£1million Digital Boost For Edinburgh Festivals

API Zegami

The UK Government will fund two new projects to expand the digital potential of the Edinburgh Festivals with £1 million investment, Culture Secretary Oliver Dowden has announced. The challenge of moving to a combination of physical and online events, and the increased demand for British virtual cultural content around the globe, revealed the need to expand the Edinburgh Festivals’ digital capabilities as part of the cultural sector’s post-Covid recovery.

The UK Government is providing £1 million in funding for digital improvements that will enable more ways for people to virtually access the events across the country, increase opportunities for UK artists and ensure Edinburgh’s landmark events will continue to be major contributors to the UK’s economy and cultural landscape.

The 11 festivals in the Festivals Edinburgh event portfolio will be able to apply for a share of a new £500,000 fund which will support innovative virtual solutions to the challenges of commissioning, producing and promoting festival programmes in an increasingly digitised cultural sector. The funding will help encourage collaboration between events and develop hybrid events with live and digital elements.

Another £500,000 will be provided to create a new digital platform that will help national and international buyers and producers search for talent and content from the festivals’ hugely varied programmes, which showcase thousands of artists and performers every year, and promote the work of British artists and performers around the world.

Oliver Dowden, Culture Secretary, said: “Edinburgh’s Festivals have long been a springboard for the very best of British talent and a vital part of culture in Scotland and the UK. The UK Government’s investment will promote it to a worldwide audience online, helping the UK’s biggest combined festival build back better from the pandemic.”

Sorcha Carey, Chair, Festivals Edinburgh, said:“While live events in Edinburgh will remain the backbone of our world-class festivals, it’s crucial that we enhance our digital operations and so we’re delighted with this incredible support from the UK Government which will help reposition our work, and the work of creatives, across the digital world.”

This digital investment from the UK Government builds on a track record of digital innovation at the Edinburgh Festivals.

One of the unexpected attractions of the Festivals in 1999 was a preview of the world's first mobile media phone - a Nokia 7110e using the Orange network to access the internet through WAP (Wireless Application Protocol) technology. Access was exclusively to the Festivals website event listings, with production models in October having fuller internet access. Vic Keegan of the Guardian commented at the time: “Orange claimed that its 20 assistants in Edinburgh fielded 8,000 inquiries on the first day. I'm not surprised. Even from a brief preview it is easy to see the huge potential of devices like this to change the way we communicate with each other.”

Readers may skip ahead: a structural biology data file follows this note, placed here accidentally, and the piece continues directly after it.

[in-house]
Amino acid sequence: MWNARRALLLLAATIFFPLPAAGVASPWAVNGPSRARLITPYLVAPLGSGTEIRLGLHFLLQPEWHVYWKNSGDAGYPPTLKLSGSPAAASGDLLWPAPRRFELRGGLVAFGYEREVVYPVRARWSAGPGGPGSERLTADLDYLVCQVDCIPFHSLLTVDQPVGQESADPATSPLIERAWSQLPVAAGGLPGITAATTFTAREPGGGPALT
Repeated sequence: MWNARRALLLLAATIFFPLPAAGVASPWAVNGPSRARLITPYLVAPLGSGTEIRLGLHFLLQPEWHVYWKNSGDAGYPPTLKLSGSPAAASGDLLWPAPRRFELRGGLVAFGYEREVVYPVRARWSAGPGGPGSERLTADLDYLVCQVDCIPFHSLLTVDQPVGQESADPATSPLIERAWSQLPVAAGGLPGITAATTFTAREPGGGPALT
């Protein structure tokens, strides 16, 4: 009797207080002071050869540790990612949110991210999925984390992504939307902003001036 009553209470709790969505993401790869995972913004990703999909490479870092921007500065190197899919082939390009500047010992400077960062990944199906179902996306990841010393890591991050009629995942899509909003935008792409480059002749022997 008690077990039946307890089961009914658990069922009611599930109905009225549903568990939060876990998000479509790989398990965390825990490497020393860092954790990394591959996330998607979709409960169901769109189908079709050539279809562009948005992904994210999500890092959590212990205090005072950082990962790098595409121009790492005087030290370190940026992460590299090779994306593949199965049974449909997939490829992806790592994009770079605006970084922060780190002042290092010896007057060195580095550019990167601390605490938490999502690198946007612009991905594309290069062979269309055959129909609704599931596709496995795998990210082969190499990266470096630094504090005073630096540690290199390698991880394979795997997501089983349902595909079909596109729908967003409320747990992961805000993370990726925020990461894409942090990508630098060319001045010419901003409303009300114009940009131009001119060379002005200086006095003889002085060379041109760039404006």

When the Festivals came together less than a decade later to create Festivals Edinburgh, one of their first ambitions was to explore the digitisation of their event listings to enable both media and independent developers to create new applications. The subsequent creation of the Festivals API [application programming interface], which remains one of the largest independent events listings APIs, also led to the staging of the first Culture Hack Scotland - one of the UK's first - which brought together 50 developers & designers and 50 arts professionals for 24 hours of hacking and making with a number of datasets.

A highlight from the Hack was a digital visulatisation [see below] of social media activity at festival venues throughout August by Rory Fitzpatrick - @roryf at http://twitter.com/roryf - which used our API, together with geo-tagged social media data, layered on an exported Open Street Map for the Edinburgh area .........to our eyes, a thing of beauty and a digital Jackson Pollock for the social media age. 


This digital innovation story was given a further boost in 2018 with the establishment of Creative Informatics - supported by the Festivals - as an ambitious research and development programme at the University of Edinburgh which aims to bring the city’s world-class creative industries and tech sector together to explore how data can be used to drive ground-breaking new products, businesses and experiences.

In addition to dealing with real world challenges, the programme uses the festivals a s a living laboratory and to mark the 2020 'cancelled' festivals, the team created ImprovBot: Edinburgh Festival Generated - an artificial neural network, compiling the world’s first AI-generated event blurbs for a virtual arts festival, tweeting out a new show description derived from the original show listings on our API. The response online was phenomenal – with a **** review from The Stage, the leading British weekly newspaper covering the UK’s entertainment industry, an article in the Guardian, and other news pieces from Australia to  Iran to Portugal to Indonesia, and beyond.

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